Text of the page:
If your child has some of these risk factors, he or she is NOT doomed to become a substance abuser. Even kids at high risk may never develop an addiction. By taking steps now, you can help your child avoid -- or delay -- any drug experimentation. And delay is key: Kids who start experimenting at an early age are at considerably higher risk for developing addictions. Someone who makes it to age 20 without abusing drugs/alcohol is less likely to develop a substance abuse problem. Here are just a few of the things you can do:
1. Do a family history to determine whether your family has shown signs of alcoholism or other addiction. If so, your children are especially vulnerable. Let them know they can take steps such as abstaining from substances that cause addiction.
2. Evaluate your own use of tobacco, alcohol, and drugs. If you walk in the door at night and grab a beer, or light up a cigarette every time you get tense, what are you conveying to your child about how to cope with life and its stresses?
3. Foster strong family bonds to help counter powerful peer influences. If kids have a sense of belonging within their own families, they will be less likely to seek it elsewhere.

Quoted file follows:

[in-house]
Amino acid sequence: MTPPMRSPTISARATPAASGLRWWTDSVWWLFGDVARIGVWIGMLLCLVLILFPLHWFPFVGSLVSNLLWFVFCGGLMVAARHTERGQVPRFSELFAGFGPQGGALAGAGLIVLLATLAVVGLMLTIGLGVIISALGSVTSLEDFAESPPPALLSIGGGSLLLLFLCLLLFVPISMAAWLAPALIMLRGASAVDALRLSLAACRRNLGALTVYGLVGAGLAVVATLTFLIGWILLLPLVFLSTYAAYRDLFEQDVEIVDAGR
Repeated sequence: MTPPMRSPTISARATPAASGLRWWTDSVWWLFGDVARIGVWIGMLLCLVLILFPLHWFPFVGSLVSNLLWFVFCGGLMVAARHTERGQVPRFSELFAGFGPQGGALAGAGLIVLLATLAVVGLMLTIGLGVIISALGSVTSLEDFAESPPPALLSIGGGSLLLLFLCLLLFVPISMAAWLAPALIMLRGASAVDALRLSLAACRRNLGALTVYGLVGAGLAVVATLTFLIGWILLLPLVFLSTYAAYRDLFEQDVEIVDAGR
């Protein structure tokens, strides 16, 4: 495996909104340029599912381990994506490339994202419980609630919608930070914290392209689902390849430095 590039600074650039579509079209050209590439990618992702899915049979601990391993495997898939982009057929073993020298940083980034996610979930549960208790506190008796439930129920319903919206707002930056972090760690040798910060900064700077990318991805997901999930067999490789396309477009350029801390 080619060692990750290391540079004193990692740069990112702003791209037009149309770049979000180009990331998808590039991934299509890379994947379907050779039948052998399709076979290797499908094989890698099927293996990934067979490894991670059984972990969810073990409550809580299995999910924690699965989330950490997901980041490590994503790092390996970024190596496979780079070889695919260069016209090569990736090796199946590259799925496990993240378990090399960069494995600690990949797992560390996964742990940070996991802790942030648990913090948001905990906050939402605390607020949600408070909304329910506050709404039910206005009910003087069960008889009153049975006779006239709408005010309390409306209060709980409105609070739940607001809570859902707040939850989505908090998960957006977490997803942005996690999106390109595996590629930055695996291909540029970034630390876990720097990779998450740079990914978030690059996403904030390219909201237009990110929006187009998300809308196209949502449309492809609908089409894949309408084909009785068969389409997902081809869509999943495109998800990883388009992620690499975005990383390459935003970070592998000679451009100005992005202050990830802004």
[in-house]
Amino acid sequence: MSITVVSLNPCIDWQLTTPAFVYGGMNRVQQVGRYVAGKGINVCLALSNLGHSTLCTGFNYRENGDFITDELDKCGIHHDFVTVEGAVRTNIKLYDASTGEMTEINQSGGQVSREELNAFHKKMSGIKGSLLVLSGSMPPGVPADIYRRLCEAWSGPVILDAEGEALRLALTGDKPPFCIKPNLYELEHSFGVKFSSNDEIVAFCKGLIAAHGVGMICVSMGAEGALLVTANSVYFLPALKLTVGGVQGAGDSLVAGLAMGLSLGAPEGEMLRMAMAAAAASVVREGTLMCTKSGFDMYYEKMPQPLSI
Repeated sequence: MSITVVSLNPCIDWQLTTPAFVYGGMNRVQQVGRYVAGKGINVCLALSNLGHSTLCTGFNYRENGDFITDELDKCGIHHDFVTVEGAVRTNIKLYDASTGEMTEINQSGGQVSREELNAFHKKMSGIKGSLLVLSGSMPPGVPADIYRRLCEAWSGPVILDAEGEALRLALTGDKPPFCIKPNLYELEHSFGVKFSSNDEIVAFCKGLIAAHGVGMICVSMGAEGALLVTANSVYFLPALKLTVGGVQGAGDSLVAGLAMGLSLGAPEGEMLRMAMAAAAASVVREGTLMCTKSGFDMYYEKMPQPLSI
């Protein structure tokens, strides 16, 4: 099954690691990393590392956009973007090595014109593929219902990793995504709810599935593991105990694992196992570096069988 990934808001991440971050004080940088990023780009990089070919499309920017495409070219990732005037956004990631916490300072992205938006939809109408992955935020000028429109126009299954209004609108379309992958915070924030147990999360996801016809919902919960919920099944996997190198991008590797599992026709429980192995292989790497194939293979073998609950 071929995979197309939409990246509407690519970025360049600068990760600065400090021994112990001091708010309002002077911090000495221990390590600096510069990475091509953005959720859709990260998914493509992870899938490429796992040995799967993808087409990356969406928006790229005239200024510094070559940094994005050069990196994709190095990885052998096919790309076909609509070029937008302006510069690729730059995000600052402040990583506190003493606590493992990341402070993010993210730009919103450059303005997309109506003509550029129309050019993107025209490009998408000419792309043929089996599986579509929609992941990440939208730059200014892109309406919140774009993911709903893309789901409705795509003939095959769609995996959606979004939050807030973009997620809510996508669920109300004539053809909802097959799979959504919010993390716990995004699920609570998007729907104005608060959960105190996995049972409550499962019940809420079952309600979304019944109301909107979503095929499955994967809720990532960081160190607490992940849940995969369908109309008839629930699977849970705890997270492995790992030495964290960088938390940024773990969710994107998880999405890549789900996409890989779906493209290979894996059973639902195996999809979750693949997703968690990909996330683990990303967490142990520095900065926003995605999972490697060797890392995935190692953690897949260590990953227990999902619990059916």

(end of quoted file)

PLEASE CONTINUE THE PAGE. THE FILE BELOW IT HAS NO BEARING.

4. Set clear expectations for behavior. In a major survey, thousands of teens reported that their biggest reason for choosing not to drink -- or drinking less than they would have -- is that their parents would be upset by it.
5. Let your kids know they can talk to you about anything, without harsh judgment or lectures. And be on the look-out for "teachable moments," like when your child raises the subject of drugs, or when an anti-drug commercial comes on TV.
6. Expose your children to activities like sports, art, music, reading, or drama, so that they develop avid interests. When kids are bored, they are more likely to experiment.
7. Help your child feel a part of his or her school. Go to school functions with your child whenever you can. Research shows that children who feel bonded with their school are less likely to use substances.
8. Teach your child to make independent decisions. Allow your kids to make some of their own decisions, so that, when faced with offers of drugs or alcohol, they can resist pressure.